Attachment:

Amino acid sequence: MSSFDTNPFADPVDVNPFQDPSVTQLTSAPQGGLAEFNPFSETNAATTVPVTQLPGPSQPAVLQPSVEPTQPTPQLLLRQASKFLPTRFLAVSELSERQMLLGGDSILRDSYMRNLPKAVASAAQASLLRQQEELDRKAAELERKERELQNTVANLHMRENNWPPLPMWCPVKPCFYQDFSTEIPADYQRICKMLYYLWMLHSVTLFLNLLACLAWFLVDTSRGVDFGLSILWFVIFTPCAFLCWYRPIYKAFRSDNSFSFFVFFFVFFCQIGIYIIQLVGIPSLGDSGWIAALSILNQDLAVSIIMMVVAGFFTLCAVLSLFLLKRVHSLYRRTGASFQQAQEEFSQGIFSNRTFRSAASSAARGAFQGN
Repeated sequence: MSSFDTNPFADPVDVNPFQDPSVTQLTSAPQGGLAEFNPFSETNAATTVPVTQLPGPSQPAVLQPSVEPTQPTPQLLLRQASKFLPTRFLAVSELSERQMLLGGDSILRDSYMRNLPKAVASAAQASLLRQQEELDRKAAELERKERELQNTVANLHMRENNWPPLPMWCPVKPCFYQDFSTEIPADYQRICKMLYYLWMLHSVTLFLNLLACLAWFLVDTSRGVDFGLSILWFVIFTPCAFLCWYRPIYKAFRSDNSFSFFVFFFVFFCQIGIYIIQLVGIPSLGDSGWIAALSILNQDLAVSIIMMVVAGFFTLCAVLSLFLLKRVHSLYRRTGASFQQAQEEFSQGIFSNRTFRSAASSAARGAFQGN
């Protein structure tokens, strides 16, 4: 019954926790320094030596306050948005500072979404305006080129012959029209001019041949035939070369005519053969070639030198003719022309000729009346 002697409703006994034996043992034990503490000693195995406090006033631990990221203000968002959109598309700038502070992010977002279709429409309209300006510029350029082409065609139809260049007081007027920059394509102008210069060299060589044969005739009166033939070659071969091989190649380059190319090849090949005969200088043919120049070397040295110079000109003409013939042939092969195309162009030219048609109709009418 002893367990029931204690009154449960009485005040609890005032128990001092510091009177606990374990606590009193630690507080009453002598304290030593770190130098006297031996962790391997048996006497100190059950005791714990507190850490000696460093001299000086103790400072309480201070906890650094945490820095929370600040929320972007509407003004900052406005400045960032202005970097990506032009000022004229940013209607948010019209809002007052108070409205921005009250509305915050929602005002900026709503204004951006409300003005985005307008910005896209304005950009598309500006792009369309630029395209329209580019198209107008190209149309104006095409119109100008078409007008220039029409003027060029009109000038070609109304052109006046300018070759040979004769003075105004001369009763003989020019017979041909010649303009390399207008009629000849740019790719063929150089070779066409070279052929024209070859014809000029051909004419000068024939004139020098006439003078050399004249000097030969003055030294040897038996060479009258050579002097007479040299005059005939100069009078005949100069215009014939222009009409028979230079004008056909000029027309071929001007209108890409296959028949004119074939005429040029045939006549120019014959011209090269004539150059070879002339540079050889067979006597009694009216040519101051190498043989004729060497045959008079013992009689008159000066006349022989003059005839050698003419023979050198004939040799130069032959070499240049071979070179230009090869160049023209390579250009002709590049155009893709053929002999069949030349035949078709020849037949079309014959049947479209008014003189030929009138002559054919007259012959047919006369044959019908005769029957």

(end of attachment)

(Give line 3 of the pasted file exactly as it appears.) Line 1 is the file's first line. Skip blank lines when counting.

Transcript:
């Protein structure tokens, strides 16, 4: 019954926790320094030596306050948005500072979404305006080129012959029209001019041949035939070369005519053969070639030198003719022309000729009346 002697409703006994034996043992034990503490000693195995406090006033631990990221203000968002959109598309700038502070992010977002279709429409309209300006510029350029082409065609139809260049007081007027920059394509102008210069060299060589044969005739009166033939070659071969091989190649380059190319090849090949005969200088043919120049070397040295110079000109003409013939042939092969195309162009030219048609109709009418 002893367990029931204690009154449960009485005040609890005032128990001092510091009177606990374990606590009193630690507080009453002598304290030593770190130098006297031996962790391997048996006497100190059950005791714990507190850490000696460093001299000086103790400072309480201070906890650094945490820095929370600040929320972007509407003004900052406005400045960032202005970097990506032009000022004229940013209607948010019209809002007052108070409205921005009250509305915050929602005002900026709503204004951006409300003005985005307008910005896209304005950009598309500006792009369309630029395209329209580019198209107008190209149309104006095409119109100008078409007008220039029409003027060029009109000038070609109304052109006046300018070759040979004769003075105004001369009763003989020019017979041909010649303009390399207008009629000849740019790719063929150089070779066409070279052929024209070859014809000029051909004419000068024939004139020098006439003078050399004249000097030969003055030294040897038996060479009258050579002097007479040299005059005939100069009078005949100069215009014939222009009409028979230079004008056909000029027309071929001007209108890409296959028949004119074939005429040029045939006549120019014959011209090269004539150059070879002339540079050889067979006597009694009216040519101051190498043989004729060497045959008079013992009689008159000066006349022989003059005839050698003419023979050198004939040799130069032959070499240049071979070179230009090869160049023209390579250009002709590049155009893709053929002999069949030349035949078709020849037949079309014959049947479209008014003189030929009138002559054919007259012959047919006369044959019908005769029957």